Submitted by marta  •  August 10, 2004

Flying (with) Colours?

Why are the colours flying in the idiom “to do something with flying colours”?

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Marta,

I keep replying to your email, but you don't seem to get it.

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The saying is "to pass with flying colours", i.e. in reference to passing an exam or test. My instinctive guess would be that it is something to do with flags.

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Dave, you're right. The "colors" are flags, and a ship from one country that emerged victorious in a sea battle with a ship from another country would have its own colors "flying." The colors of the losing ship would have been confiscated by the winner. Or so I understand.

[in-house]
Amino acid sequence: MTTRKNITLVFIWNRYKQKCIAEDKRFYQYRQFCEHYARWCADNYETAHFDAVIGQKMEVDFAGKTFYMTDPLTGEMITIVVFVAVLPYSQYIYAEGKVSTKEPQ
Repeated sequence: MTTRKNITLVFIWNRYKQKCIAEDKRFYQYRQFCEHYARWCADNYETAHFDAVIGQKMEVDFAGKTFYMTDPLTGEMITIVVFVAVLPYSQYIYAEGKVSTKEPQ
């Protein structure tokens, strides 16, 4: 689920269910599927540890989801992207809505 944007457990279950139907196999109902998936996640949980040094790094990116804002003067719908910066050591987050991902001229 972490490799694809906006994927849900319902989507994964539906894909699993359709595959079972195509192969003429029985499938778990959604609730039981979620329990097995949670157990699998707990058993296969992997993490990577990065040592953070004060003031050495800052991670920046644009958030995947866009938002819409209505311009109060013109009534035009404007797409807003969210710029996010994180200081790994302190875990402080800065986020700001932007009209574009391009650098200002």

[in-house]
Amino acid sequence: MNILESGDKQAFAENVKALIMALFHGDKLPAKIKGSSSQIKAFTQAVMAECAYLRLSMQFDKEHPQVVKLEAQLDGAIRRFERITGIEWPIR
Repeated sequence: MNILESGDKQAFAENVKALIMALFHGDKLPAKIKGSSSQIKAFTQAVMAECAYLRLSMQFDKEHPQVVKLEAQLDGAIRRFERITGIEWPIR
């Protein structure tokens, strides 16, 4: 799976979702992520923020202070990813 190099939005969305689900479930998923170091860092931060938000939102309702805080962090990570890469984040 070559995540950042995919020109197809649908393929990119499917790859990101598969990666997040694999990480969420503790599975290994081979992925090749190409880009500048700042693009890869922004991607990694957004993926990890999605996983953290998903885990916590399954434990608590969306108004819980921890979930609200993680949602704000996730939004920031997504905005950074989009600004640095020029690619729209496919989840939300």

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I like Speedwell's explanation. In that case an exam is like a battle, if we win (pass) it we have our colours (flags) flying, if we don't we end up as losers.

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Found this today. It's interesting, and it contains a first use of the phrase. I should mention that "colors" is, if I'm not mistaken, the official british and American Navy word for the flags.

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Ah. Sorry. Eating popcorn on my lunch hour. :) Here's the link.

http://www.phrases.org.uk/bulletin_board/6/mess...

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